After the six seater plane I took from Boston to Provincetown landed with a terrifying thud, hurtling us forward as the flat tire thumped up and down, up and down, I went directly from the tiny P-Town airport to the Waters Edge Cinema. I was told I might get into the sold-out auditorium when the doors opened for intermission and Ai Weiwei was scheduled for a Q&A following the screening of Human Flow. I sat like a monk in waiting in the lobby of the community movie theater, watching the popcorn machine pop one kernel at a time, a form of breath counting, a meme of repetitions. I was waiting for the hopeful intermission rush. I sat for no less than forty minutes, when somewhere between the butter machine and the ice dispenser I felt a presence, and then the approaching sound of many footsteps. Ai Weiwei entered the room with his small entourage.
I was wallpaper. I was the proverbial fly. No one saw me. I saw him cross the small lobby and lean by himself on a trash receptacle in the far corner of the room, waiting to be ushered into the auditorium. We were both waiting for the same moment of the doors, but with different intent. It was in this I-Thou moment that I gathered the courage to rise. I went directly to him, as if in a trance that had begun in 2007 sitting in a wooden chair in Kassel. No one stopped me. The coast was clear. His eyes were clear. Clarity spewed into form then got muddled through a jumble of words that rolled out of my mouth, hearing me say things like “to ask you a couple of questions,” “writing an article,” “visual anthropology,” more blah blah blah. He listened patiently, almost expressionless, with a kind neutrality that did not invite nor push away. Then the master spoke: “Have you seen the film yet?” More jumble, humbled by the truth: “I meant to get here for the first screening, but my plane crash landed.” His eyes, did they twinkle in amazement? The exchange continued. This was not going to be an interview or a conversation. This was a chance encounter with an international icon across a trash bin. We exchanged data points. My home base, Los Angeles, his next artistic stop. “Ah, Los Angeles.” he said. We smiled in mutual recognition of that imaginary, he shook my hand (strong, gentle, sincere), then walked away toward his crew. My search for the master was complete. Sound bytes in hand. Did you see the film yet? Ah, Los Angeles.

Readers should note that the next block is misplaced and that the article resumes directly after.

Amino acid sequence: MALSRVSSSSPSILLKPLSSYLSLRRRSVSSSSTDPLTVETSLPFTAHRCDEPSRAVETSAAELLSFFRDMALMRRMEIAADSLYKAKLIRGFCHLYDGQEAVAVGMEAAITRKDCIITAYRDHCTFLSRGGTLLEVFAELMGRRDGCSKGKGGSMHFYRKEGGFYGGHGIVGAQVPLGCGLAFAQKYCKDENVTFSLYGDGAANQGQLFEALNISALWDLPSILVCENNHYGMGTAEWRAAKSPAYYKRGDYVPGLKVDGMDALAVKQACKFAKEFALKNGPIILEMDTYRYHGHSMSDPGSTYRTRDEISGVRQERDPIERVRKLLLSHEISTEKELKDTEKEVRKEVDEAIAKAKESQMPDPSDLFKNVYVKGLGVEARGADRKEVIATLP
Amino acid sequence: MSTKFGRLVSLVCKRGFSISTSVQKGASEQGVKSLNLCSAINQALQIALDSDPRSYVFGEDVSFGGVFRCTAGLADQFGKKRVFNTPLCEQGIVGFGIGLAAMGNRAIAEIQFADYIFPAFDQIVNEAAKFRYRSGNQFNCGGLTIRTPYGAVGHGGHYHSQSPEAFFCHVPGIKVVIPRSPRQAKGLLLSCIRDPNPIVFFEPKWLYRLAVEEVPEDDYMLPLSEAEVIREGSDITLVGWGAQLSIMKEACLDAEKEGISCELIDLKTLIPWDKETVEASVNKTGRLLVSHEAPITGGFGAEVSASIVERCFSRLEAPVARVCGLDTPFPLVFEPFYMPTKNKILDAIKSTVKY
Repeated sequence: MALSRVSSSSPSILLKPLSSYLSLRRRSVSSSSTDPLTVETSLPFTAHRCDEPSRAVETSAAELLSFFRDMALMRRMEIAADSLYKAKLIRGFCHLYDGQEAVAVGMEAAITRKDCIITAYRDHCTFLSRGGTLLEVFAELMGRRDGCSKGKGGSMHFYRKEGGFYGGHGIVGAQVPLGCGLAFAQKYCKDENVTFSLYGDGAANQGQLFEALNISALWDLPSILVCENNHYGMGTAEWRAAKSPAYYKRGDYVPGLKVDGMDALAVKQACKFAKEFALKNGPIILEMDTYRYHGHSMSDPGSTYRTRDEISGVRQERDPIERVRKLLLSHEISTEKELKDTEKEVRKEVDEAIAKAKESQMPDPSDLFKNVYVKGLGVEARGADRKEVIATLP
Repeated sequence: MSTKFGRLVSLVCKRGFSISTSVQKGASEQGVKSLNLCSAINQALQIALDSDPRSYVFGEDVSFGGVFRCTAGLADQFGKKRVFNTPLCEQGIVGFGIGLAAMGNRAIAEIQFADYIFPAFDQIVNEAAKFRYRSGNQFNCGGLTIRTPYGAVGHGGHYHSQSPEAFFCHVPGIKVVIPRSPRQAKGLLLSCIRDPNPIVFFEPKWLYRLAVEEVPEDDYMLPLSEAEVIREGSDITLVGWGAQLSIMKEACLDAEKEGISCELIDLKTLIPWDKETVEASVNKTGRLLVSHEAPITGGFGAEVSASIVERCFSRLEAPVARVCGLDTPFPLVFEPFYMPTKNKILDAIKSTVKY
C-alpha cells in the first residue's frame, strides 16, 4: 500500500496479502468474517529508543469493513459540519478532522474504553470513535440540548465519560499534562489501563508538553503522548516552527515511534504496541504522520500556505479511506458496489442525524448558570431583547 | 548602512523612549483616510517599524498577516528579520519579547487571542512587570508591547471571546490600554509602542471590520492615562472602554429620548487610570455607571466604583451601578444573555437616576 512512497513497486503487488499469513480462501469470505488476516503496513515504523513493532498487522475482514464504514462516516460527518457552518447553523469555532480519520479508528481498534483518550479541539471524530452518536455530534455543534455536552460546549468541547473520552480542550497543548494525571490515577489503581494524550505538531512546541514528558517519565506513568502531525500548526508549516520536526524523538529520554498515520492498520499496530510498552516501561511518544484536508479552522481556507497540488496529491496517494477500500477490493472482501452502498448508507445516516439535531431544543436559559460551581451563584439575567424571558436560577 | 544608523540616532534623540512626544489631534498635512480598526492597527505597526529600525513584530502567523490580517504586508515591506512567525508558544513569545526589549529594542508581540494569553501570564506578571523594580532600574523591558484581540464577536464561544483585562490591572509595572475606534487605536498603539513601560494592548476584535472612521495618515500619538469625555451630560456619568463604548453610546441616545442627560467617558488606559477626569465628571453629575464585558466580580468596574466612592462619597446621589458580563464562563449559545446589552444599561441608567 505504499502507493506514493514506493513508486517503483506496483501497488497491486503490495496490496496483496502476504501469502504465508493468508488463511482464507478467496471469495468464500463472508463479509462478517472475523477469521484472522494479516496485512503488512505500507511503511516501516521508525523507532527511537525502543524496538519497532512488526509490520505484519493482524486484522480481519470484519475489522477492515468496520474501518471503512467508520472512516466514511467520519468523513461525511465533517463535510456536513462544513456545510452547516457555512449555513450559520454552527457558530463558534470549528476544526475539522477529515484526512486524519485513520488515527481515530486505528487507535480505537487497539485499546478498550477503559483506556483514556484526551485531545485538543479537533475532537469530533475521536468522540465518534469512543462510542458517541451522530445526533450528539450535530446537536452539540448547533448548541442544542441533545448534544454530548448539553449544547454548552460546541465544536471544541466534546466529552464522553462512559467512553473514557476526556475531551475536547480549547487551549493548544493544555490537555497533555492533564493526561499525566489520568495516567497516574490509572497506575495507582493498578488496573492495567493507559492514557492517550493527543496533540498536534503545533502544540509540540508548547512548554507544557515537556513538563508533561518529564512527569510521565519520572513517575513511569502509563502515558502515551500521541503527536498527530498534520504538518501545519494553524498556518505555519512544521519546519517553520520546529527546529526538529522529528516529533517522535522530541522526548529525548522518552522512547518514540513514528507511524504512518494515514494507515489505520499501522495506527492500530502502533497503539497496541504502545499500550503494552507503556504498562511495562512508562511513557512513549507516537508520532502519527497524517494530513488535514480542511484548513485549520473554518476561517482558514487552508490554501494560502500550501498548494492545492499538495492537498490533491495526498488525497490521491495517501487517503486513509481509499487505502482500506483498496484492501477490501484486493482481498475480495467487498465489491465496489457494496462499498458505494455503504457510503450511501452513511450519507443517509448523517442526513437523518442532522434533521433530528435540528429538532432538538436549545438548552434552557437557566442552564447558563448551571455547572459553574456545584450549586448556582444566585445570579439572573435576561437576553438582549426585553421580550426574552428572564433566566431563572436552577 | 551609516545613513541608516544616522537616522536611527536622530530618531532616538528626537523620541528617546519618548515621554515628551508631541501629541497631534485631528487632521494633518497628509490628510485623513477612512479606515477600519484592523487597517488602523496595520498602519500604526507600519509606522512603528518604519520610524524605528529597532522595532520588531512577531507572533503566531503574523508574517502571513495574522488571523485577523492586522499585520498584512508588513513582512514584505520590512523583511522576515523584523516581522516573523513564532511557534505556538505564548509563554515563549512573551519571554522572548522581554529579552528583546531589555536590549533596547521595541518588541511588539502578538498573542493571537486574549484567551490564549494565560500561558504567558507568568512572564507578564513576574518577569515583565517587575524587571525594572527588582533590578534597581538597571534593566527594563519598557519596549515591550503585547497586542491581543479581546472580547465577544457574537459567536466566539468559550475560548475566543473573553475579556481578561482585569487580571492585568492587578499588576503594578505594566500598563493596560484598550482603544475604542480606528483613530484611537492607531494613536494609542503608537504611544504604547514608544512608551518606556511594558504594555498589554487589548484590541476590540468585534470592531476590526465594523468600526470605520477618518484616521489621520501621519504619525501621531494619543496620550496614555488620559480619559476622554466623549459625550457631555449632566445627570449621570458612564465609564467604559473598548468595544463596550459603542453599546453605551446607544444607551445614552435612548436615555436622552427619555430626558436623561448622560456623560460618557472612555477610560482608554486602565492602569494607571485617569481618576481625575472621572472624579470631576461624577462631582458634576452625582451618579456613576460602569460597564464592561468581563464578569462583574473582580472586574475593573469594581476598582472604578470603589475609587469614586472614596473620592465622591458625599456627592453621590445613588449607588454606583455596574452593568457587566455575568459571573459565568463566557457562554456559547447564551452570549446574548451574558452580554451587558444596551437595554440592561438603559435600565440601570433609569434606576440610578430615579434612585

For current exhibitions see:
“Life Cycle,” Marciano Art Foundation, 4357 Wilshire Blvd., L.A., (424) 204-7555, Sept. 28, 2018 — March 3, 2019. www.marcianoartfoundation.org
“Ai Weiwei: Zodiac,” Jeffrey Deitch, 925 N. Orange Drive, Hollywood, (323) 925-3000, Sept. 29, 2018 — Jan. 5, 2019. www.deitch.com
“Cao / Humanity,” UTA Artist Space, 403 Foothill Road, Beverly Hills, (310) 579-9850, Oct. 4 — Dec. 15. www.utaartistspace.com.
(Featured image: Installation view of Ai Weiwei: Life Cycle, September 28, 2018–March 3, 2019, at the Marciano Art Foundation, Los Angeles. Courtesy the artist and Marciano Art Foundation. Photo by Joshua White/JWPictures.com.)